When it comes to dealing with stress, change and volatile situations, understanding DISC personality styles and communicating change in the proper way is always necessary. When you coach against life changes, a behavioral approach not only builds trust amongst all involved, but it allows each personality to contribute without the fear of conflict or confrontation. As we previously discussed in our blog about coaching life changes for the active personality styles, according to DISC theory personality styles can be separated into Active and Passive styles. The active “D” and “I” styles tend to react quickly to challenges and being stagnant drives them crazy. At the same time – the passive styles – “C” and “S” are more reserved and slower to accept change. Your main task as a life coach will be to help them understand that sometimes taking too much time to process an idea can become detrimental to progress and counterproductive to the situation. See more life coaching tips below.
As a life coach, you must know a large majority of people have a prevailing “S” personality style, and the need for security drives this personality internally. Any loss of status quo instinctively makes them avoid confrontation (and reality) and pushes them away from dealing with a situation directly. In short, they are people-oriented and can be sympathetic and caring to others while helping them solve their problems. However, they are less sympathetic to their own chaos and tend to clam up or run in the other direction when the time comes for them to face their own challenges.
As a life coach working with an “S” style, you will need to take the process slowly. They require time to adjust to change, and often save-up both energy and finances to deal with potential problems faced down the road. The problem is money can’t solve everything, and time isn’t always on our side. While these characteristics help them prevent situations from occurring to begin with, they can’t resolve every situation – and, this is where chaos ensues.
Openly agreeable and inwardly unyielding, an “S” should learn to adopt some “D” and “I” characteristics during times of change and stress within their immediate environment. If not, they should recruit “D” or “I” style family members to support their transition, and help them to find solutions and stay positive. Because they tend to be people-oriented, “S” personalities will find teamwork beneficial to deal with each new problem systematically. Help your “S” style client to open-up and not be afraid to share any concern or feedback along the way. They may actually realize they have the best chance at conquering every obstacle that stands in their way, while taking advantage of every opportunity that materializes in their presence.
When working with a “C” style, have in mind they fear criticism and may shut down automatically when faced with immediate conflict or change they are not prepared for. Use their strength of analytical skills and discuss their goals. Have in mind, “Cs” tend to keep looking in the past so any changes outside of their comfort zone and not within their personal areas of expertise can cause major disruption to their progress. Your main coaching task will be helping them to keep looking forward.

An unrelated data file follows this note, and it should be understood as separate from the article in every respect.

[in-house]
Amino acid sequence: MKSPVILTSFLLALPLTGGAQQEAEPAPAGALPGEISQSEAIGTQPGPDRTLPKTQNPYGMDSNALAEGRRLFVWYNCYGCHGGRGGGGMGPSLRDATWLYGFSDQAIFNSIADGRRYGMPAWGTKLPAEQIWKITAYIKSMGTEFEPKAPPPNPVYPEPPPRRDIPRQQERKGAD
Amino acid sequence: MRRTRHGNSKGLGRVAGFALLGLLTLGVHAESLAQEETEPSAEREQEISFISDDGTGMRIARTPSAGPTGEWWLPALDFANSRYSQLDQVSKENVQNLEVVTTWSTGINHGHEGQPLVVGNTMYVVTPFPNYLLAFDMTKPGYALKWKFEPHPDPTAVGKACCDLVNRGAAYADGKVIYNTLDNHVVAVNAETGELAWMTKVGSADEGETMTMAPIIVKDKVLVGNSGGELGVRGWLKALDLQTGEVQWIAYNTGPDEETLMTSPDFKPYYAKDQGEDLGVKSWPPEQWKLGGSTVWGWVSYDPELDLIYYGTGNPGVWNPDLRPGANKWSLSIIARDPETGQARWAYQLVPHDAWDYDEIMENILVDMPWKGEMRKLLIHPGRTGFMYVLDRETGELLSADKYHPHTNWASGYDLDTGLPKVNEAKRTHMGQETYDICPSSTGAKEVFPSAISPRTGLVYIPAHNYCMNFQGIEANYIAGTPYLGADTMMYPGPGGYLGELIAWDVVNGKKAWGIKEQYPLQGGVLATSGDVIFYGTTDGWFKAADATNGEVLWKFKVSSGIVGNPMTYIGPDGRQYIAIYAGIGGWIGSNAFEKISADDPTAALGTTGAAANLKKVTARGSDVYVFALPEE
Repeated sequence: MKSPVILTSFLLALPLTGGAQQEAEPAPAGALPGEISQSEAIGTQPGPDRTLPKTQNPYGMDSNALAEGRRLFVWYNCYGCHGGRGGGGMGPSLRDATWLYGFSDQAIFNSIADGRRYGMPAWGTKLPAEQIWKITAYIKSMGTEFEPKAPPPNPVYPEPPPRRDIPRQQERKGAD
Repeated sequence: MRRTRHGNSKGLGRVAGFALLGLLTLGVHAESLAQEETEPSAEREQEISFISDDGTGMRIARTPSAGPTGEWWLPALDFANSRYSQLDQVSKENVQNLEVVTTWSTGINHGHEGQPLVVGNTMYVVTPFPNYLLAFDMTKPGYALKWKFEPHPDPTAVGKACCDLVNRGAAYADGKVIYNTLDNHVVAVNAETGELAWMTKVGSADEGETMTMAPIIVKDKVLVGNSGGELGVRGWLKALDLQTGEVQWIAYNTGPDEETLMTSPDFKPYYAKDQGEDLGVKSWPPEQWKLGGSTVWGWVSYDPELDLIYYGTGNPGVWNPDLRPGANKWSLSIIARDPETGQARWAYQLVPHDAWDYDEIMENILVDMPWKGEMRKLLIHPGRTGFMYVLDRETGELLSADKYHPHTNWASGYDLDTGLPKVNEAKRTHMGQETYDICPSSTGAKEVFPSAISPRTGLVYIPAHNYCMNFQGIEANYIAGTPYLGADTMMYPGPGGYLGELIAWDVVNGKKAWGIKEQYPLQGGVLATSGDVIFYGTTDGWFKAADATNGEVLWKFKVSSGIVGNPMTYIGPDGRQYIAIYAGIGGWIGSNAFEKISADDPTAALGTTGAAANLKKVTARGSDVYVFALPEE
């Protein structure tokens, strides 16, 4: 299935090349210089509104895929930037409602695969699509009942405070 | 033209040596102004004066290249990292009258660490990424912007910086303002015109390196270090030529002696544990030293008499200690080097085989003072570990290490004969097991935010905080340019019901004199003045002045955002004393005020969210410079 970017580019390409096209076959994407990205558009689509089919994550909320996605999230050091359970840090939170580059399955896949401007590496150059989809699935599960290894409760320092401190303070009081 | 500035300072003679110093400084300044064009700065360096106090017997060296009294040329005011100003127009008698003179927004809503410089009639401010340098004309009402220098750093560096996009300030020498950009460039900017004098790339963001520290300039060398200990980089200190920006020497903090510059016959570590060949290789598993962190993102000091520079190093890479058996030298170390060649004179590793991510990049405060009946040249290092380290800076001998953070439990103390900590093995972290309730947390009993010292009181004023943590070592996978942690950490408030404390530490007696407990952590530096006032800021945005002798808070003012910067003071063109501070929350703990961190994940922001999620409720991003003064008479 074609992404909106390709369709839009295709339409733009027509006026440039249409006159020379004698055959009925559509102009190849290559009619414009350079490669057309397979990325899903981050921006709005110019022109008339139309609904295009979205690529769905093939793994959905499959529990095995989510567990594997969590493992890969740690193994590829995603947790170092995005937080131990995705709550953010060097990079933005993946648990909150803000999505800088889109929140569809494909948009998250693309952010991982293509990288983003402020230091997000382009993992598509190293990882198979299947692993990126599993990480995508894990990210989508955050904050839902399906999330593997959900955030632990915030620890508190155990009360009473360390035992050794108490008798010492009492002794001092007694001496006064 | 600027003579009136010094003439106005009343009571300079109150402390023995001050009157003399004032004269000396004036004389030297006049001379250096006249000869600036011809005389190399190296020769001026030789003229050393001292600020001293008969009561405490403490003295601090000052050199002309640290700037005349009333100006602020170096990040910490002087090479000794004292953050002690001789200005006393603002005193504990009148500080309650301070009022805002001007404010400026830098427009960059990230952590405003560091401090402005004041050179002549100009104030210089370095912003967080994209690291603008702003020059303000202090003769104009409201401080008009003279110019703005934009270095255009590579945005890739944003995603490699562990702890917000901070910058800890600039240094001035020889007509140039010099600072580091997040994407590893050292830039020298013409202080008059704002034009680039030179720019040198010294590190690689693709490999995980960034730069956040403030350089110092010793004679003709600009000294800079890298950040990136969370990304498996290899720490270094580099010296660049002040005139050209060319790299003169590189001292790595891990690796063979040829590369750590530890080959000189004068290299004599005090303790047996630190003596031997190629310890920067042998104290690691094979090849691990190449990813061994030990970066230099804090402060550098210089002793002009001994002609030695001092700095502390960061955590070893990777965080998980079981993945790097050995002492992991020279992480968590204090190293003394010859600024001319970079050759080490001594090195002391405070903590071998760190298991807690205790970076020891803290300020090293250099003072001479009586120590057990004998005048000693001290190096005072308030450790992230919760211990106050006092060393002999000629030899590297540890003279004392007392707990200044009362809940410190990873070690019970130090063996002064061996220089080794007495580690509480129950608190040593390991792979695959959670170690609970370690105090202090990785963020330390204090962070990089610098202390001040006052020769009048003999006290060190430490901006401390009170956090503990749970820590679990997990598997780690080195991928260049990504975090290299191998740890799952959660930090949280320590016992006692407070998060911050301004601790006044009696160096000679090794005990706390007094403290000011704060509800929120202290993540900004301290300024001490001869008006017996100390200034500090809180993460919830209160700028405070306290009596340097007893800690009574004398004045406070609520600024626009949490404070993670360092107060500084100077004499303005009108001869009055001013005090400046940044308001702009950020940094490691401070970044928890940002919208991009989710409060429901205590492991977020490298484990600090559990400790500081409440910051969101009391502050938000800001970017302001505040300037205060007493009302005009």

Similar to “Ds”, the “C” style personalities are task-oriented, however, they seek both safety and security within the process. Make sure you provide them a very detailed step-by-step plan and assure them there is always a plan B, or even a plan C, for any situation they may come across. Remember that “C” styles need stability and the ability to predict the future based on data and facts. They are practical, and rely on existing systems to help them maneuver anything that stands in their way of reaching their goals. They excel when tasks can be completed one at a time. They need to analyze risks and safeguard the process before things start getting out of hand. They need to avoid postponing decisions in order to avoid being too bogged down under time constraints.
Planning well in advance with your “C” client will help them troubleshoot situations as they occur, and find the shortcuts necessary to get through circumstances independently without the risk of shutting down or getting bogged down with details. You, as their life coach, will need to help them see the bigger picture so there are no surprises on their path to progress. “C” personalities don’t often find themselves in overly problematic situations, as they are cautious, detail-oriented and perfectionistic by nature.
Many people associate DISC only with the business world, but DISC can be applied to every aspect of life and your coaching practice. Become a certified DISC life coach and an expert in understanding how you can help different personality styles adapt to new situations and face challenges head-on. Click here to start your new journey of supporting people today!
Written by: Jessica N. Abraham
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